Archive: August 8th, 2016
Exploring web technologies
Last week, I had two really enjoyable experiences discussing completely opposite ends of the web technology stack.
Tuesday is Codebar day here in Brighton. Clearleft hosted it at 68 Middle Street last week. I really, really enjoy coaching at Codebar. I particularly like teaching the absolute basics of HTML and CSS. There’s something so rewarding about seeing the “a-ha!” moments when concepts click with people. I also love answering the inevitable questions that arise, like “why is it like that?”, or “how do I do this?”
Thursday was devoted to the opposite end of the spectrum. I ran a workshop at Clearleft with some developers from one of our clients. The whole day was dedicated to exploring and evaluating up-and-coming web technologies. Basically, it was a chance to geek out about all the stuff I’ve been linking to or writing about. During the workshop I ended up making a lot of use of my tagging system here on adactio.com:
- My thoughts on web components,
- Links to resources on web components,
- My posts on implementing service workers,
- Lots and lots of links to handy service worker resources,
- Links relating to performance,
- A whole bunch of accessibility links, and
- Everything I’ve linked to regarding progressive web apps.
Web components and service workers ended up at the top of the list of technologies to tackle, which was fortuitous, given my recent thoughts on comparing the two:
First of all, ask the question “who benefits from this technology?” In the case of service workers, it’s the end users. They get faster websites that handle network failure better. In the case of web components, there are no direct end-user benefits. Web components exist to make developers lives easier. That’s absolutely fine, but any developer convenience gained by the use of web components can’t come at the expense of the user—that price is too high.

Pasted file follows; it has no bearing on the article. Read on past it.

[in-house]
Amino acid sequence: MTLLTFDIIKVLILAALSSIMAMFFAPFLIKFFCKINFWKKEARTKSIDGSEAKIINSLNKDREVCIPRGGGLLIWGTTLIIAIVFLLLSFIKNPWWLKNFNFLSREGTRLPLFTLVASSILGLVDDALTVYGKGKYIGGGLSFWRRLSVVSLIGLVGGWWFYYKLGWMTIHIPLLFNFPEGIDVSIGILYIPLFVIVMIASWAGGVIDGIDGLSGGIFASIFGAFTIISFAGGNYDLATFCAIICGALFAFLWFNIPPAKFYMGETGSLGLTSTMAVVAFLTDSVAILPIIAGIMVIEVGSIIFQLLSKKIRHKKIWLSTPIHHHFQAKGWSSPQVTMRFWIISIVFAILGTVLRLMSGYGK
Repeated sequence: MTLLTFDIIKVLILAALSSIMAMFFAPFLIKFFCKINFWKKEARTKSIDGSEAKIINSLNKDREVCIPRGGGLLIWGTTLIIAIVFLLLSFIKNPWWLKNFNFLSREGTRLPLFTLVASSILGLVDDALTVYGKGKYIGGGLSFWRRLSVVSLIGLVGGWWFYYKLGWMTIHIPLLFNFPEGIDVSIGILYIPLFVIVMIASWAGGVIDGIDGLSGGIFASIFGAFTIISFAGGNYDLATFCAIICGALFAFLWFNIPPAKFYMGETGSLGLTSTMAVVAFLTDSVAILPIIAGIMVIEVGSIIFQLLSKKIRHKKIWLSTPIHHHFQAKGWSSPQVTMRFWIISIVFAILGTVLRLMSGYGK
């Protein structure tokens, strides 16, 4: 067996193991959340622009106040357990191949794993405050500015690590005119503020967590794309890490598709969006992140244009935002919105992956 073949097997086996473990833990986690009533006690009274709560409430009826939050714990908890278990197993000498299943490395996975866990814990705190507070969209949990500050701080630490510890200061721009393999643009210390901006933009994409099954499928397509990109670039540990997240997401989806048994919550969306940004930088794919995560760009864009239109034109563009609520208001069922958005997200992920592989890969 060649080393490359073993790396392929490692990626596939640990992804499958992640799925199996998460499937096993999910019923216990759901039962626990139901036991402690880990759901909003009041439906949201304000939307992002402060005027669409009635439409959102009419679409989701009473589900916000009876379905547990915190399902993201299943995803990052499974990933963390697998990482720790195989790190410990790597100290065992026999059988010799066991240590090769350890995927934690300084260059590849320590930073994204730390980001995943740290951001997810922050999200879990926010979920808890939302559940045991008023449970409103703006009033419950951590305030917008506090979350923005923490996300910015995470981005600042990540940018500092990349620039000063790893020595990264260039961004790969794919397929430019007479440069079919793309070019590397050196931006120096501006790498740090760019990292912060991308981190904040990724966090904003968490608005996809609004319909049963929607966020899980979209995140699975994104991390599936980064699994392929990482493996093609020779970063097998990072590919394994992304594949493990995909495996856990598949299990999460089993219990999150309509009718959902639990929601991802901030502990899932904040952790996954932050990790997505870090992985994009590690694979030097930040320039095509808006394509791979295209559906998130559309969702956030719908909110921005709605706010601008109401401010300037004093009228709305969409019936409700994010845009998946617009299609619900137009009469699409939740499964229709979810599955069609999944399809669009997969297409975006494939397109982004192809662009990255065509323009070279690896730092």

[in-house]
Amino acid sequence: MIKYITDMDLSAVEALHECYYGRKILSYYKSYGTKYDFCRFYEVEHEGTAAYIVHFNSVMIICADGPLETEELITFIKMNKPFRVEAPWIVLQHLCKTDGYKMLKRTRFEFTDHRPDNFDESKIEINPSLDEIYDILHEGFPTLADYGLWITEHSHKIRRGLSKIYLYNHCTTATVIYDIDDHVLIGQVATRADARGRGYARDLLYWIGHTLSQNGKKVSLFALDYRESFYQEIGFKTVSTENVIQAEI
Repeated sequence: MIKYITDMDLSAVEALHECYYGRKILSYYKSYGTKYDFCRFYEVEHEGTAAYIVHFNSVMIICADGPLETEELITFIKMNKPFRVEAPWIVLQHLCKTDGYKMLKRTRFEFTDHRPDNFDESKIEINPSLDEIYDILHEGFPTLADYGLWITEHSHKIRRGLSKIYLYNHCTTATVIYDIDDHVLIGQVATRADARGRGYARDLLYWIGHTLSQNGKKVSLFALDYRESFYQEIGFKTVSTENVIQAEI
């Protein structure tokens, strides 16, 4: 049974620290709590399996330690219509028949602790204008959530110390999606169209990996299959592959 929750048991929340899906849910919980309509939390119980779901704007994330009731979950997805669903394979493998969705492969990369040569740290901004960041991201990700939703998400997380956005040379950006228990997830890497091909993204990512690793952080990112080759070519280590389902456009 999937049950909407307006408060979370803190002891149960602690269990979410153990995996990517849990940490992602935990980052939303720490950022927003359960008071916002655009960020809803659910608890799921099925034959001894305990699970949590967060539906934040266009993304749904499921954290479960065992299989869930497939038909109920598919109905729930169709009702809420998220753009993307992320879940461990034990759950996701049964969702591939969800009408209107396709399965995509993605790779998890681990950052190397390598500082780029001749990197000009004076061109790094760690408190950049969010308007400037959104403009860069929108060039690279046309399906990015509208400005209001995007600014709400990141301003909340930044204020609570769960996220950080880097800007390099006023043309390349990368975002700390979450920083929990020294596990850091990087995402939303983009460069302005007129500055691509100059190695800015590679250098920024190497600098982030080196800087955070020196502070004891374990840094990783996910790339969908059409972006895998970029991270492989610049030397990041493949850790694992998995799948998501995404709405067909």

The next question we usually ask when we’re evaluating a technology is “how well does it work?” Personally, I think it’s just as important to ask “how well does it fail?”
Those two questions turned out to be a good framework for the whole workshop. The question of how to evaluate technologies is something I’ve been thinking about a lot lately. I’m pretty sure it will be what my next conference talk is going to be all about.
You can read more about the structure of the workshop over on the Clearleft site. I’m looking forward to running it again sometime. But I’m equally looking forward to getting back to the basics at the next Codebar.
Can’t code, won’t code - cracking the secret of gender imbalance in STEM
Adult training represents a way into coding for millions of women who never learnt when they were younger. Meetups such as those run by organisations such as Women Who Code and Codebar can introduce women to the collaborative, problem-solving world of programming.
Creating An Accessible Modal Dialog
In the same vein as Hugo’s script, Ire walks through the steps involved in making an accessible modal window. Seeing all the thinking and code required for this really highlights the need for a way of making the document in the background inert.
“Researching Design Systems,” an article by Dan Mall
Dan has been researching the history of design systems, annotating as he goes.
Stuff I wish I’d known sooner about service workers
Some helpful “gotchas” that could save you some frustration if you’re starting out with service workers.
Build JS apps responsibly - cover your basics, render strategically and enhance into true apps.